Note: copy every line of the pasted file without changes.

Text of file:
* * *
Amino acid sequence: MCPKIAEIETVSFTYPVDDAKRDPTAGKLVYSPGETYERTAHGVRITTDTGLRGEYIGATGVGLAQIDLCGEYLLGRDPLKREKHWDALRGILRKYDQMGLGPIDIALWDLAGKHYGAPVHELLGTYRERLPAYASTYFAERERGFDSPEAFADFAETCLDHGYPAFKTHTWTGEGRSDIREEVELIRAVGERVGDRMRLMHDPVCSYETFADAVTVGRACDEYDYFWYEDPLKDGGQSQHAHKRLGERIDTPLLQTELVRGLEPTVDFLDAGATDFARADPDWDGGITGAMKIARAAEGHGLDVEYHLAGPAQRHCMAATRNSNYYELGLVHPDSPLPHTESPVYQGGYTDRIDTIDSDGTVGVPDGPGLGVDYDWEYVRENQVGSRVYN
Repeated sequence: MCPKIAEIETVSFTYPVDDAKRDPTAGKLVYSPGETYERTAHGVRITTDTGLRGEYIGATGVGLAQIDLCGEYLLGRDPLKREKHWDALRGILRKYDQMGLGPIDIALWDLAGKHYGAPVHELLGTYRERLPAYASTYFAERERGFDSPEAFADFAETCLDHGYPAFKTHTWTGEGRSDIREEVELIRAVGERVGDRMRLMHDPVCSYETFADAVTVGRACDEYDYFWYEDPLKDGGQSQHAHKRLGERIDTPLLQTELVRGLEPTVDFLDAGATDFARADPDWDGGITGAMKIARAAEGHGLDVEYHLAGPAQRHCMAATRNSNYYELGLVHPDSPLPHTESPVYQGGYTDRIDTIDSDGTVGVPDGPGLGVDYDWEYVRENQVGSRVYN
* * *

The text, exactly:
Amino acid sequence: MCPKIAEIETVSFTYPVDDAKRDPTAGKLVYSPGETYERTAHGVRITTDTGLRGEYIGATGVGLAQIDLCGEYLLGRDPLKREKHWDALRGILRKYDQMGLGPIDIALWDLAGKHYGAPVHELLGTYRERLPAYASTYFAERERGFDSPEAFADFAETCLDHGYPAFKTHTWTGEGRSDIREEVELIRAVGERVGDRMRLMHDPVCSYETFADAVTVGRACDEYDYFWYEDPLKDGGQSQHAHKRLGERIDTPLLQTELVRGLEPTVDFLDAGATDFARADPDWDGGITGAMKIARAAEGHGLDVEYHLAGPAQRHCMAATRNSNYYELGLVHPDSPLPHTESPVYQGGYTDRIDTIDSDGTVGVPDGPGLGVDYDWEYVRENQVGSRVYN
Repeated sequence: MCPKIAEIETVSFTYPVDDAKRDPTAGKLVYSPGETYERTAHGVRITTDTGLRGEYIGATGVGLAQIDLCGEYLLGRDPLKREKHWDALRGILRKYDQMGLGPIDIALWDLAGKHYGAPVHELLGTYRERLPAYASTYFAERERGFDSPEAFADFAETCLDHGYPAFKTHTWTGEGRSDIREEVELIRAVGERVGDRMRLMHDPVCSYETFADAVTVGRACDEYDYFWYEDPLKDGGQSQHAHKRLGERIDTPLLQTELVRGLEPTVDFLDAGATDFARADPDWDGGITGAMKIARAAEGHGLDVEYHLAGPAQRHCMAATRNSNYYELGLVHPDSPLPHTESPVYQGGYTDRIDTIDSDGTVGVPDGPGLGVDYDWEYVRENQVGSRVYN